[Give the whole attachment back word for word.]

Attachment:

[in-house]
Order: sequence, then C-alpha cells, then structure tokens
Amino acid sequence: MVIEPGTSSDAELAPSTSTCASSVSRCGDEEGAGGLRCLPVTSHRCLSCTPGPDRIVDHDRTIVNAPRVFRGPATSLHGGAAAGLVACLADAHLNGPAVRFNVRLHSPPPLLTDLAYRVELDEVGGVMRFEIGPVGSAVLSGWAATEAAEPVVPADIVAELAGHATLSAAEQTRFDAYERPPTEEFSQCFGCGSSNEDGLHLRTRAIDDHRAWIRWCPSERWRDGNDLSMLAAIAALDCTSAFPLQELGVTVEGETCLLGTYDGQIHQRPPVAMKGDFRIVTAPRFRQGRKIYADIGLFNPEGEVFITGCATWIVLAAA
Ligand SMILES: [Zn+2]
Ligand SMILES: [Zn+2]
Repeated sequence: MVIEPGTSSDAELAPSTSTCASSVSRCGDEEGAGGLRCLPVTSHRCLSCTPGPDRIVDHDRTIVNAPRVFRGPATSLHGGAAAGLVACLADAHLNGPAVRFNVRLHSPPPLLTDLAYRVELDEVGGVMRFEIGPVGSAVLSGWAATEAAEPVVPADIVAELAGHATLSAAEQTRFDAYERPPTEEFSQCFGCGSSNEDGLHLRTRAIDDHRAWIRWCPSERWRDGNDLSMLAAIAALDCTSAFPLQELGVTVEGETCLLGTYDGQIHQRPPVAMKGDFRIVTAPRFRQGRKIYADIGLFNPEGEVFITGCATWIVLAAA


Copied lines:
[in-house]
Order: sequence, then C-alpha cells, then structure tokens
Amino acid sequence: MVIEPGTSSDAELAPSTSTCASSVSRCGDEEGAGGLRCLPVTSHRCLSCTPGPDRIVDHDRTIVNAPRVFRGPATSLHGGAAAGLVACLADAHLNGPAVRFNVRLHSPPPLLTDLAYRVELDEVGGVMRFEIGPVGSAVLSGWAATEAAEPVVPADIVAELAGHATLSAAEQTRFDAYERPPTEEFSQCFGCGSSNEDGLHLRTRAIDDHRAWIRWCPSERWRDGNDLSMLAAIAALDCTSAFPLQELGVTVEGETCLLGTYDGQIHQRPPVAMKGDFRIVTAPRFRQGRKIYADIGLFNPEGEVFITGCATWIVLAAA
Ligand SMILES: [Zn+2]
Ligand SMILES: [Zn+2]
Repeated sequence: MVIEPGTSSDAELAPSTSTCASSVSRCGDEEGAGGLRCLPVTSHRCLSCTPGPDRIVDHDRTIVNAPRVFRGPATSLHGGAAAGLVACLADAHLNGPAVRFNVRLHSPPPLLTDLAYRVELDEVGGVMRFEIGPVGSAVLSGWAATEAAEPVVPADIVAELAGHATLSAAEQTRFDAYERPPTEEFSQCFGCGSSNEDGLHLRTRAIDDHRAWIRWCPSERWRDGNDLSMLAAIAALDCTSAFPLQELGVTVEGETCLLGTYDGQIHQRPPVAMKGDFRIVTAPRFRQGRKIYADIGLFNPEGEVFITGCATWIVLAAA